GUEST ARTICLE: Wicked Is a Special Kind of Problem: What It Is and What to Do about It

This guest article was written by Lisa Beutler, Executive Facilitator at Stantec, and first appeared in the January 2021 issue of Water Resources Impact.

Wicked problems are confounding.

By-products of human behavior, they intersect, shape shift, and defy routine corrections. Calling a problem wicked, particularly in North America, speaks to scale. It ascribes excess. It proclaims that  something that has gone beyond reasonable or predictable limits. Most major societal problems—such as inequality, political instability, death, disease, or famine—are wicked. These problems are overwhelming and consequential. Centuries of effort have been unsuccessful in eradicating them. In recent years, many water issues have been described as wicked problems.

The first time most people encounter the word “wicked,” explains Merriam Webster, is in a fairy tale. Wickedness is “an epidemic in children’s literature.” Wickedness implies a degree of occultism and mystery. It describes morality or the negative or extreme characteristics of an object. “Wicked” is a fitting word for both the year 2020 and many water resource issues.

“Wicked” problems (H. J. W. Rittel, 1972), or “messes” (e.g., Russell Ackoff, “The Future of Operational Research Is Past,” 1979), are complex sets of problems in which many different potential issues are intertwined or linked.  They defy normal problem solving. Wicked problems involve incomplete or contradictory knowledge, differing values, multiple assessments of the situation, and a range of stakeholders with relationships among them.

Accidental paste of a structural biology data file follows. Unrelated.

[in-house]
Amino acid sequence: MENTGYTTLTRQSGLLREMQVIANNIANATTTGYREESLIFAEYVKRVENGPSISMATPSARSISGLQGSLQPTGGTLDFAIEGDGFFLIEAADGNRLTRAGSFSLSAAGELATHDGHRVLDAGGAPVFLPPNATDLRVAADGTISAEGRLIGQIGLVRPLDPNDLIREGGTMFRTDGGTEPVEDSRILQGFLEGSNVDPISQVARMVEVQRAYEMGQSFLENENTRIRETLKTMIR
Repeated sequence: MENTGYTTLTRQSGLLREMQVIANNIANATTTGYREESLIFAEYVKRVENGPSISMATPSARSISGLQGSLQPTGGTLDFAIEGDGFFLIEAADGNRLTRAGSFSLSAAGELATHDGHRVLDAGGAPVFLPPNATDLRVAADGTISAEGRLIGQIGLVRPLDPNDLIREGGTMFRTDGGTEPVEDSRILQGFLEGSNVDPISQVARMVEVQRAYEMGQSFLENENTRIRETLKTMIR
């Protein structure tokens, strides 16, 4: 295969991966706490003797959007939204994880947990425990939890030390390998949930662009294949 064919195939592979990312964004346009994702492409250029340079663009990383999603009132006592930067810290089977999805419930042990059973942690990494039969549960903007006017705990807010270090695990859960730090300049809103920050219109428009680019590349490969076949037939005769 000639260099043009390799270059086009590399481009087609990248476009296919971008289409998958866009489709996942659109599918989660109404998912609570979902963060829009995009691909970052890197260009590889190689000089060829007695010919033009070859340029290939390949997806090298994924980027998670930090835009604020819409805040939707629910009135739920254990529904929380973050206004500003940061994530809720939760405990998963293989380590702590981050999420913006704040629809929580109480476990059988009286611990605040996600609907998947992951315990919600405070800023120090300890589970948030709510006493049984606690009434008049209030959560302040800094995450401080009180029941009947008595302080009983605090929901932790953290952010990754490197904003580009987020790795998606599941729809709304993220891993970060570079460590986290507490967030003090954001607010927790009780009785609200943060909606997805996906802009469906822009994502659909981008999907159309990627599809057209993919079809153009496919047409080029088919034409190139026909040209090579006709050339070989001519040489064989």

These problems plague us where we live and work and ripple out beyond our domains into the larger world.  It’s a rare water manager who hasn’t, at some point, been exasperated by one problem or another. But just because a problem is hard to solve or conflict laden doesn’t mean it is wicked. To be wicked, a problem must have an indeterminate scope and scale. The first step in addressing it is to understand what type of problem it is; a correct diagnosis facilitates selecting the proper solution.

Theories of Wicked Problems

Horst Rittel, an urban planner, described wicked problems in his paper “Dilemmas in a General Theory of Planning” (1973). He offered a 10-point checklist that could be used to help planners determine if they were working with something wicked. Table 1 provides Rittel’s full list along with examples or explanations of the characteristics used to define wicked problems.